10. The entire officiating system is broken. It was conceived in a time when the only apparatus for seeing things in motion was a pair of eyes. Why is that still the preferred method for an industry worth hundreds of billions of dollars in 2021?

    Judgment calls will always be an issue because someone has to make a black or white choice in an inherently gray area. But to just “miss” something? There’s no excuse for that.

  11. How long do you want these games to last? “The Gamblers!!! The Gamblers!!!” must please them at all costs..no matter how long it takes!!!. I pray to God some common sense prevails and the deeply cynical viewpoints fall by the wayside.( Why would the Bears vote against 17 games? what is wrong with them?? Isn’t money EVERYTHING!!!) Three coaches challenges a game..that is MORE than enough. Getting it 100% right,all the time ,just so
    ‘The Gamblers” don’t get upset, is recipe for a NBA, end-of-games disaster. Was the toe down or not? better take a good long look!! The toe WAS DOWN!!! Where to place the ball?? Let’s take another look!!!!
    Bad calls, Good calls, all calls, they even out…Every team will get hosed every season.
    Pace and rhythm of the game is important too…

  12. The Bills and Saints need new stadiums. EXPAND TO SAN ANTONIO AND ST. LOUIS!! In the name in God, expand the league!!

  13. I definitely want a sky judge to review all challenges, turnovers, and TD’s. I definitely do not want a sky judge buzzing down because he thinks there was PI on any given play. I also do not like Officials reviewing their own plays. Too much internal pressure to not overturn themselves or their buddies.

  14. novelist says:
    April 2, 2021 at 10:32 am
    If the losing team in the 2018 game had been the Patriots or Cowboys (i.e., a “popular” team), the necessary changes might have been made. Because the Saints were the victims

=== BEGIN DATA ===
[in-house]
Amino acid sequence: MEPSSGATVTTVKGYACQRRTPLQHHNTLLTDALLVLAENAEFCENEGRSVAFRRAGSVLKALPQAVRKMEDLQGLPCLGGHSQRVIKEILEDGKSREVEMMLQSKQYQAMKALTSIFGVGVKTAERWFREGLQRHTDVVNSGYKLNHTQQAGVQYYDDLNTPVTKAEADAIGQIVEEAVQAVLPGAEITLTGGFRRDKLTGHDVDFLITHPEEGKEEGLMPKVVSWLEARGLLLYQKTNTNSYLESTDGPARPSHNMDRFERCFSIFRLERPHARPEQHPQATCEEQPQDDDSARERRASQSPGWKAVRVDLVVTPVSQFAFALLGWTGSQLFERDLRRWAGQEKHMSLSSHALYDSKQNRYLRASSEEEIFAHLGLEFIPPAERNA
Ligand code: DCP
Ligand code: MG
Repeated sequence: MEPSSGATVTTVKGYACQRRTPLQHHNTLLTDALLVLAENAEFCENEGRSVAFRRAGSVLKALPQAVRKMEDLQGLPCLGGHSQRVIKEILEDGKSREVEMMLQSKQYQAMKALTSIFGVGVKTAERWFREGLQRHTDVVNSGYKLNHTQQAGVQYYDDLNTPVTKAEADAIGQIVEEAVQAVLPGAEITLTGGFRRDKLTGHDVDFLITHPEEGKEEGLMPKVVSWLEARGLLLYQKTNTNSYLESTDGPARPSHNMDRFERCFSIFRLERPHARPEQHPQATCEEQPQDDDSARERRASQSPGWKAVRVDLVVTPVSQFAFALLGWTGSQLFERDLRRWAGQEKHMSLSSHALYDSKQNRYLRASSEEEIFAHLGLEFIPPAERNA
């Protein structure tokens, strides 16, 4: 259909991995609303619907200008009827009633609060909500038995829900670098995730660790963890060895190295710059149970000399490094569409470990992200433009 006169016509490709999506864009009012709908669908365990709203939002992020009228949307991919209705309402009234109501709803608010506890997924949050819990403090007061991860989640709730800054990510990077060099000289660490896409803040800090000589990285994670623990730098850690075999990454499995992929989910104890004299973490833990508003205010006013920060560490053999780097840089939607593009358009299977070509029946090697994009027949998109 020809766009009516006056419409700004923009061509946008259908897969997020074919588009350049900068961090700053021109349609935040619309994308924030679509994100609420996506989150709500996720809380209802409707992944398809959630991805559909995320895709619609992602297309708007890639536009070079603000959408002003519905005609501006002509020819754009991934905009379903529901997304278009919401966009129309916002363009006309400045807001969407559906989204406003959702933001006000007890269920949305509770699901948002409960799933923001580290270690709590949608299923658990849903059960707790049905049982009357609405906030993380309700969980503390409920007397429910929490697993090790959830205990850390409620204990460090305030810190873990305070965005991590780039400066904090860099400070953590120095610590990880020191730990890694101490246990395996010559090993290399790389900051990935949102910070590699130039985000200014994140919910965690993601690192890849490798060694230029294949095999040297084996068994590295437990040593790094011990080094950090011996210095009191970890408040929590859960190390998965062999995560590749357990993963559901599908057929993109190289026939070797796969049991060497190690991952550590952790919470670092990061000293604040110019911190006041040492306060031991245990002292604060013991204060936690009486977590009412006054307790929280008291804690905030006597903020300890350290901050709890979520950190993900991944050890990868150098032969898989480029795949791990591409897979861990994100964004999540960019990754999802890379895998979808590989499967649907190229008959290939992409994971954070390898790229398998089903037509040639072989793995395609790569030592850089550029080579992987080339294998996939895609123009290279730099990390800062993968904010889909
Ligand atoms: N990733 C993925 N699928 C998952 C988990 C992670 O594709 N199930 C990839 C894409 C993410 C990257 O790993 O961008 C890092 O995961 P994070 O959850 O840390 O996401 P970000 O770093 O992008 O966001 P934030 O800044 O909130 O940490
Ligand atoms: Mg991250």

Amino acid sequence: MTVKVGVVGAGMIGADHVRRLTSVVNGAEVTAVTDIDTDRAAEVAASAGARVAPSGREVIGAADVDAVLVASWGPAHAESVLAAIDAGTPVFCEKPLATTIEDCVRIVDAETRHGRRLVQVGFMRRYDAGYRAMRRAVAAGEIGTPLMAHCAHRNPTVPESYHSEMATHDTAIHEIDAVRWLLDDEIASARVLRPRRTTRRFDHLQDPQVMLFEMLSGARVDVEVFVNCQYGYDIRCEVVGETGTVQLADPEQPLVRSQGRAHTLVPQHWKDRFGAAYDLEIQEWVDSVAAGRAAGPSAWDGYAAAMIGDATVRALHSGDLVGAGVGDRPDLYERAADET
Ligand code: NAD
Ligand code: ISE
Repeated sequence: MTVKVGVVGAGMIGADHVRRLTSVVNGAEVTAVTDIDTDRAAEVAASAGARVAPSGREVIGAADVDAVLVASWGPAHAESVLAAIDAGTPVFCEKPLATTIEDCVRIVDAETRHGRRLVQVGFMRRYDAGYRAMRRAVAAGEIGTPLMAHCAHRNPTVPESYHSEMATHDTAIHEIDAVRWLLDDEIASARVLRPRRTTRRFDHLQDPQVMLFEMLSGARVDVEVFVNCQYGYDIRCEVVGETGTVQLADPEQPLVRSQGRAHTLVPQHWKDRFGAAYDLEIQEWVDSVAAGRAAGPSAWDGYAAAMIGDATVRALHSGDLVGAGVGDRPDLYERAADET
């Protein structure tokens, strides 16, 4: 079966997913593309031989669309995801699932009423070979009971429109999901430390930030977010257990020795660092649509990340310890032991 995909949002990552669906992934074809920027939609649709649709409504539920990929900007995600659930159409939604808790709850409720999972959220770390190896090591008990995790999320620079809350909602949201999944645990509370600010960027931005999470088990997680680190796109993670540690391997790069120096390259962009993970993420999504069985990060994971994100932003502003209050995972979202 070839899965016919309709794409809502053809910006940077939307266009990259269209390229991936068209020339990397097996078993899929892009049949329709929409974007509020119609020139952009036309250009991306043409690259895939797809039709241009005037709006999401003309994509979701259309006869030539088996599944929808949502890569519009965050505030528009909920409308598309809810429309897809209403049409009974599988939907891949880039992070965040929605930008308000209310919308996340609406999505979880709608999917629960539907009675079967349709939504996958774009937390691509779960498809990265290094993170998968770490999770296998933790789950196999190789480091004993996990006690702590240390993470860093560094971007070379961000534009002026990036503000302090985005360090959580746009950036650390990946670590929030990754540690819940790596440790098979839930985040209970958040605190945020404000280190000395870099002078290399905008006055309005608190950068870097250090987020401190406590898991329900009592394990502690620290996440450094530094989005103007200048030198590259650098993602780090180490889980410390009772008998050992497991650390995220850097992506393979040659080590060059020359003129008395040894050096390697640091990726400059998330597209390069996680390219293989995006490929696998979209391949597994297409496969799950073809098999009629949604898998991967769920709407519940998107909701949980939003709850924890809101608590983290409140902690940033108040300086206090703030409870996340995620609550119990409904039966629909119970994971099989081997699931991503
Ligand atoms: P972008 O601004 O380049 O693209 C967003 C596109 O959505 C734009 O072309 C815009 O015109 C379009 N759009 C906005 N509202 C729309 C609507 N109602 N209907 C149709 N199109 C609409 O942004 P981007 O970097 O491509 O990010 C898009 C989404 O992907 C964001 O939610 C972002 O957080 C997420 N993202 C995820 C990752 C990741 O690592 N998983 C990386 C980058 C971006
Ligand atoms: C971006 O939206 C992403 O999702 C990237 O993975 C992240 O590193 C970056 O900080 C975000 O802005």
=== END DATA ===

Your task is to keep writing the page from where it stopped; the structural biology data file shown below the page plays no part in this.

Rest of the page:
The Saints cheated for an entire season and got a SB win out of it. They are hardly the victims of anything.

  15. Add the sky judge, and then eliminate all replay reviews except for the 2 that each coach gets per game. That will speed the game up significantly.

  16. You can get every call correct without slowing down the game. In fact, it would be faster than what it is today. I can sit on my couch with just my one TV angle, and get most calls correct before the ball ever rolls dead. If I had a radio, I could talk to the guys on the field in real time, and tell them which call to make. Not wait for a “guess” call, and then do some long, outdated review. We had the technology 25 years ago to do this. If I can do what I can do from my couch, imagine what a team of refs, with multiple monitors and angles, could do from the booth. The NFL just doesn’t want the players determining the outcomes. I’m 100% OK with human error, but this has nothing do do with human error. It’s about fixing games, and that is just un-American. Would you want the pilot of your airplane to rely on “human error”, or do you like using radar, and other technologies? Do you travel across the country in horse and buggy, or do use airplanes? Do you use your cell phone to get directions, or do you drive around in circles all day trying to find your destination? I’d like to see you anti-tech people be true to your word and throw away all your gadgets.

  17. I challenge all the “get it right,all the time” crowd to watch the last ten minutes(game clock time)of a typical NCAA or NBA game.Thirty minutes of Torture. Div.1 NCAA football is heading that direction.All close plays .White hat Ref intones “last play is under review”, lumbers off to headset land..
    Somehow…someway…Pro Football,A GAME always played under three hours, THRIVED for decades in lo tech hell.It’s this foundation that is a risk with Zupruder like,forensic analysis of close plays at end of games.
    make the call move on

Leave a Reply

You must be logged in to leave a comment. Not a member? Register now!

This site uses Akismet to reduce spam. Learn how your comment data is processed.